The two connectors on the right side of the board (one labelled "EMU" and the with a "1" inside it) accept cables that are used to connect to external target devices (more on this later.)  The big space in the middle is where you can attach a socket for an ATTiny85 to program or debug   It has extra space around it so you can, optionally, solder in an 8 pin DIP test/burn-in socket with a lower insertion/removal force, but a regular 8 pin DIP socket will work, too.  Here's a list of almost all the components you'll need to fully assemble the board.  You can elect to omit the last 2 items (in italics) on this list, as these are for an advanced option I'll describe in a future article.

 Part # Mouser # Digi-Key # Description#PriceExt
 TP2104N3-G 689-TP2104N3-G TP2104N3-G-ND P-Channel 60V MOSFET 1.60.60
 2N3904BU 512-2N3904BU 2N3904FS-ND General Purpose NPN BJT1.20.20
 270-10K-RC 270-10K-RC CF18JT10K0CT-ND 1/8 watt, 10K ohms thru hole resistor1.13.13
 270-1K-RC 270-1K-RC CF18JT1K00CT-ND 1/8 watt, 1K ohms thru hole resistor2.13.26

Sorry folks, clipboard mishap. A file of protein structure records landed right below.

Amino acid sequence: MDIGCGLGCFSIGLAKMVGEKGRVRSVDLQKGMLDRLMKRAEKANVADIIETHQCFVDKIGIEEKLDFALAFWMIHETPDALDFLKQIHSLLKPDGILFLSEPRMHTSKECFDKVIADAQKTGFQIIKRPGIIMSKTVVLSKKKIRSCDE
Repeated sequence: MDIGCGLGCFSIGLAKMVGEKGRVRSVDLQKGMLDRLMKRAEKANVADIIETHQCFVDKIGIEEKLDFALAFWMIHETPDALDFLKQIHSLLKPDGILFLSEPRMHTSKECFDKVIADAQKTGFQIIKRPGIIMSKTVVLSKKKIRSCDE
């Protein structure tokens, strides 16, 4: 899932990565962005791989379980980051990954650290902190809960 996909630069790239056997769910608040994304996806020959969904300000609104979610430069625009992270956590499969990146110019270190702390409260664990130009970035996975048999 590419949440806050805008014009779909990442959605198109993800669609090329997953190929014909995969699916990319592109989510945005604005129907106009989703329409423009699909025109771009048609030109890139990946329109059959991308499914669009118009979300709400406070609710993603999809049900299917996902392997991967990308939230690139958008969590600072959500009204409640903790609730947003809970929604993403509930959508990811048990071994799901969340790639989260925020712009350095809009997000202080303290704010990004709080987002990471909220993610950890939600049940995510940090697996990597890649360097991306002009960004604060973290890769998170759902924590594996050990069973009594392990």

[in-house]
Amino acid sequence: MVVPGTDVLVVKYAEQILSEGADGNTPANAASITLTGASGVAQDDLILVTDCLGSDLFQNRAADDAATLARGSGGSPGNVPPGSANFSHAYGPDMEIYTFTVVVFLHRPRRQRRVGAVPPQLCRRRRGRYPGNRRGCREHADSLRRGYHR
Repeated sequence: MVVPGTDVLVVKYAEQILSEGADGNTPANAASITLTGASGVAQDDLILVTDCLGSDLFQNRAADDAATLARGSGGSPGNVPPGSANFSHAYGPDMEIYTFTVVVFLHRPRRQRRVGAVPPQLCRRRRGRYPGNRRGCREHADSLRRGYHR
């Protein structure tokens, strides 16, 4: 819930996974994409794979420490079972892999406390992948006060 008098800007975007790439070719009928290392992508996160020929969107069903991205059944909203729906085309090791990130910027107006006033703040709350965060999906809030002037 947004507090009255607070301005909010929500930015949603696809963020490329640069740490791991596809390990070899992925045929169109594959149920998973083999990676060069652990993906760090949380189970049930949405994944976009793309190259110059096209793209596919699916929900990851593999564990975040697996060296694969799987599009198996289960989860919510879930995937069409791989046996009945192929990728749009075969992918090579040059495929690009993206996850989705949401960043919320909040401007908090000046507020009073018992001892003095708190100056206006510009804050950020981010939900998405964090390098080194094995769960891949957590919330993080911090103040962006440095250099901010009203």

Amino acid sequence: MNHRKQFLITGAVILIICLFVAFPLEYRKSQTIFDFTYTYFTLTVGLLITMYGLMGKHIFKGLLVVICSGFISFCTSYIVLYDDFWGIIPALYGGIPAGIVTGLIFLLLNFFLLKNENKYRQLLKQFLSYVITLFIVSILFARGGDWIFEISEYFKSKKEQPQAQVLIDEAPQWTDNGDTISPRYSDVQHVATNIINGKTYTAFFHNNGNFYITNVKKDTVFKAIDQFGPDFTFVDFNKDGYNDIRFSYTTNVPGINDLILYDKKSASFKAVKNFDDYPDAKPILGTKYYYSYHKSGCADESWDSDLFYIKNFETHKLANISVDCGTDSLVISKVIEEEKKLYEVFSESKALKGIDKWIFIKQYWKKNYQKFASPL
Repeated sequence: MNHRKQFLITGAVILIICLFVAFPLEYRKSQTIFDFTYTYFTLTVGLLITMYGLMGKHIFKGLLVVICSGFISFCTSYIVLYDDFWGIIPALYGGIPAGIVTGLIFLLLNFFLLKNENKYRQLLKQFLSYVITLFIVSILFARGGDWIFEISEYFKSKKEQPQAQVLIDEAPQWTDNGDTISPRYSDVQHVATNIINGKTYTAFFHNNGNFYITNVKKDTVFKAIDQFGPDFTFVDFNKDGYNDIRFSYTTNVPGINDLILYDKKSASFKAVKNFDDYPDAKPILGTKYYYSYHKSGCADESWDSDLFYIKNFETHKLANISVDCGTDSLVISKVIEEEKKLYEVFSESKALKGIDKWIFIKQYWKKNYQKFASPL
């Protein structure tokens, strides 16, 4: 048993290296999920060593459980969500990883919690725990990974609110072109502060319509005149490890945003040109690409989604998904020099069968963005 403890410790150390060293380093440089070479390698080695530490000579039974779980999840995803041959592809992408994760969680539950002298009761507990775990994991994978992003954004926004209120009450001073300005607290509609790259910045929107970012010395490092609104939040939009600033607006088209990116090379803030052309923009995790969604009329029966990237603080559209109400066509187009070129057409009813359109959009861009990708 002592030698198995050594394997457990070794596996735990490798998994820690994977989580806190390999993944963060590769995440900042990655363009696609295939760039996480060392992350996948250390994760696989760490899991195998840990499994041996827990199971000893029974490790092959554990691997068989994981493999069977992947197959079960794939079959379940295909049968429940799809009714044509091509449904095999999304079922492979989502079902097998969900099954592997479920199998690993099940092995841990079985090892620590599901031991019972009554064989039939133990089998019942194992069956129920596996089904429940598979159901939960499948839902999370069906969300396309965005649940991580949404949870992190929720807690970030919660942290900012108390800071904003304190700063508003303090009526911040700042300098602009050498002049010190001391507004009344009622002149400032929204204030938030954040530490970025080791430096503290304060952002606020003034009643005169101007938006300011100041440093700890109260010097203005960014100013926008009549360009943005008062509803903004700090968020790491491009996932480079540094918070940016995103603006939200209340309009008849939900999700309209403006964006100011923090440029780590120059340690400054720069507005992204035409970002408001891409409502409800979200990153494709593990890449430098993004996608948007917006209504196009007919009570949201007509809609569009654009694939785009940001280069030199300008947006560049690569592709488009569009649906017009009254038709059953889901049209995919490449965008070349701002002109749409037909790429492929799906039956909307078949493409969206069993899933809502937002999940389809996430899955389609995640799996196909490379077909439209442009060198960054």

270-51K-RC 270-51K-RC CF18JT51K0CT-ND 1/8 watt, 51K ohms thru hole resistor1.13.13
 0S102011MS2QN1 611-OS102011MS2QN1 CKN9565-ND C&K SPDT On-On Slide Switch1.39.39
 USR1E100MDD 647-USR1E100MDD USR1E100MDD-ND 25volts 10uF 25volts 10uF Electrolytic Cap1.22.22
 LTL-1CHE 859-LTL-1CHE 160-1704-ND T-1 (3 mm) Red LED1.12.12
 SX1100-A 806-SX1100-A S9000-ND 2.54 mm Shunt (jumper plug)1.10.10
 103321-2 571-103321-2 10129378-902001BLF-ND 1x2, 2.53 mm Male Header1.11.11
 61200621621 710-61200621621 732-5394-ND 6 Pin 2x3 Male Shrouded Header (ISP)1.82.82
 2178710-8 571-2178710-8 A120916CT-ND TE 8 Pin Connector (EMU)2.501.00
 2205105-3 571-2205105-3 A123409-ND Cable assembly with TE End Connectors11.361.36

Note: it's possible that some of these components may not be available when you try to order them, so you may need to substitute for equivalent